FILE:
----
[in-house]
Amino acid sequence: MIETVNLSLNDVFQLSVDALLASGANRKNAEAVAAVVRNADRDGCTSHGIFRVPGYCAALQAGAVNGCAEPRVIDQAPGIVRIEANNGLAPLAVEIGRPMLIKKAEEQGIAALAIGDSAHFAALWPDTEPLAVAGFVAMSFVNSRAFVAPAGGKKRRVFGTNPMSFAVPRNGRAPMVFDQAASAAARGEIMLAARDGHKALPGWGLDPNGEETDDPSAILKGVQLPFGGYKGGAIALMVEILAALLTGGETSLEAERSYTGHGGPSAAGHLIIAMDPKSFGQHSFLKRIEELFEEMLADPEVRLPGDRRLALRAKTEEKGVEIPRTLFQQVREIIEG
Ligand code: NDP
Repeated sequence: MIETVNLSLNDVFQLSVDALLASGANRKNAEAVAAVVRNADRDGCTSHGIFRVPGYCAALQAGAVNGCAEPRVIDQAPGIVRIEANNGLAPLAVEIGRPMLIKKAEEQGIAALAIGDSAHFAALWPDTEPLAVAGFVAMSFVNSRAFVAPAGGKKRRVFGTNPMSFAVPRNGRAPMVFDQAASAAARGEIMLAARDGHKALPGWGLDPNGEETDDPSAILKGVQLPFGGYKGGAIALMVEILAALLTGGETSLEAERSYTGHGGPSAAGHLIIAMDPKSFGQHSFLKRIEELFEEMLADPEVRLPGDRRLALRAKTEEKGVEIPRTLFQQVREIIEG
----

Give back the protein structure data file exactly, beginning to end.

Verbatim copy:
[in-house]
Amino acid sequence: MIETVNLSLNDVFQLSVDALLASGANRKNAEAVAAVVRNADRDGCTSHGIFRVPGYCAALQAGAVNGCAEPRVIDQAPGIVRIEANNGLAPLAVEIGRPMLIKKAEEQGIAALAIGDSAHFAALWPDTEPLAVAGFVAMSFVNSRAFVAPAGGKKRRVFGTNPMSFAVPRNGRAPMVFDQAASAAARGEIMLAARDGHKALPGWGLDPNGEETDDPSAILKGVQLPFGGYKGGAIALMVEILAALLTGGETSLEAERSYTGHGGPSAAGHLIIAMDPKSFGQHSFLKRIEELFEEMLADPEVRLPGDRRLALRAKTEEKGVEIPRTLFQQVREIIEG
Ligand code: NDP
Repeated sequence: MIETVNLSLNDVFQLSVDALLASGANRKNAEAVAAVVRNADRDGCTSHGIFRVPGYCAALQAGAVNGCAEPRVIDQAPGIVRIEANNGLAPLAVEIGRPMLIKKAEEQGIAALAIGDSAHFAALWPDTEPLAVAGFVAMSFVNSRAFVAPAGGKKRRVFGTNPMSFAVPRNGRAPMVFDQAASAAARGEIMLAARDGHKALPGWGLDPNGEETDDPSAILKGVQLPFGGYKGGAIALMVEILAALLTGGETSLEAERSYTGHGGPSAAGHLIIAMDPKSFGQHSFLKRIEELFEEMLADPEVRLPGDRRLALRAKTEEKGVEIPRTLFQQVREIIEG